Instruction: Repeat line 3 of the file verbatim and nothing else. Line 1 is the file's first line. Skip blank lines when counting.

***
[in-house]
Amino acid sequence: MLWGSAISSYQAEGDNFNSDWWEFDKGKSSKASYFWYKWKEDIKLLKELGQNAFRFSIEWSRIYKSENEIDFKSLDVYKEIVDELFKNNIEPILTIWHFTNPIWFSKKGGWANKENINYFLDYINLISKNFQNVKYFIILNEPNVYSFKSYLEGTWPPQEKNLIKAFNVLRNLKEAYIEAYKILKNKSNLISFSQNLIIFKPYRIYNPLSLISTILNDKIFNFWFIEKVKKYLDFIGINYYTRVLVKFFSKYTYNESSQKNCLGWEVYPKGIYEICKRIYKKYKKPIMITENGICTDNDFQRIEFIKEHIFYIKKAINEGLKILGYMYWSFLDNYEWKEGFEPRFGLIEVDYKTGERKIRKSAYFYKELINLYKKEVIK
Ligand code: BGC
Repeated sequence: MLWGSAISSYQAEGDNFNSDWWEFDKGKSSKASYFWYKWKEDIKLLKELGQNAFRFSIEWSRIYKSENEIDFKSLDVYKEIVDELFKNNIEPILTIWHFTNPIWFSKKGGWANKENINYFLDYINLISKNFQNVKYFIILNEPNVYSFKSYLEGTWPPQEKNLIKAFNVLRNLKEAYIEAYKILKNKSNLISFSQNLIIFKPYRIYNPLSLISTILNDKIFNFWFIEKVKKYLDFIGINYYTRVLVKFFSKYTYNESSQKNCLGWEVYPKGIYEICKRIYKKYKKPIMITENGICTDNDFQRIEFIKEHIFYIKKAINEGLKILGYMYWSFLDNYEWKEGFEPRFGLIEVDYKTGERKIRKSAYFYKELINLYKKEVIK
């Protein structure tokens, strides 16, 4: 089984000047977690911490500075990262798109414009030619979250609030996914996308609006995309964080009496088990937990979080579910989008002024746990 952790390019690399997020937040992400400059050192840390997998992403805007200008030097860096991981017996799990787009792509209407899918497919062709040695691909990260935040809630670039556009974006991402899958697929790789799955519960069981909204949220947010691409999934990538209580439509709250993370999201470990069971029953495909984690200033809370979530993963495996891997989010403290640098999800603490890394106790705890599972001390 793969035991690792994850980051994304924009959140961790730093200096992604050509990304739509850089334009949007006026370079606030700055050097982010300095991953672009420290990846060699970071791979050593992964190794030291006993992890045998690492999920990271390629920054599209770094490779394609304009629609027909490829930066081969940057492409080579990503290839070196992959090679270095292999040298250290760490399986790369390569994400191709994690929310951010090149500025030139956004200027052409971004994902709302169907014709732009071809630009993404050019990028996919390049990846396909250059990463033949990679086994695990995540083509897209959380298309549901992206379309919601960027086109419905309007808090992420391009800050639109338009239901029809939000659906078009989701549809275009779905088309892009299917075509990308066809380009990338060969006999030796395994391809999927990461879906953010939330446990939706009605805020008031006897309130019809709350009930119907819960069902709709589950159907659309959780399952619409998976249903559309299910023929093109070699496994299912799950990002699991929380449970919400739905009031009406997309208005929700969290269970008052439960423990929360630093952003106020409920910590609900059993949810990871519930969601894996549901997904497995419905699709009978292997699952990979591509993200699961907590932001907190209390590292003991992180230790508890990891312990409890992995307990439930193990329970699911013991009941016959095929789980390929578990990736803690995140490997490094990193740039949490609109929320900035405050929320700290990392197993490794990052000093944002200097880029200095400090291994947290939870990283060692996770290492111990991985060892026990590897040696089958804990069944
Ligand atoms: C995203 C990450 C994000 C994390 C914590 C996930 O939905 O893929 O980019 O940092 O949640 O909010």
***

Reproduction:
Ligand code: BGC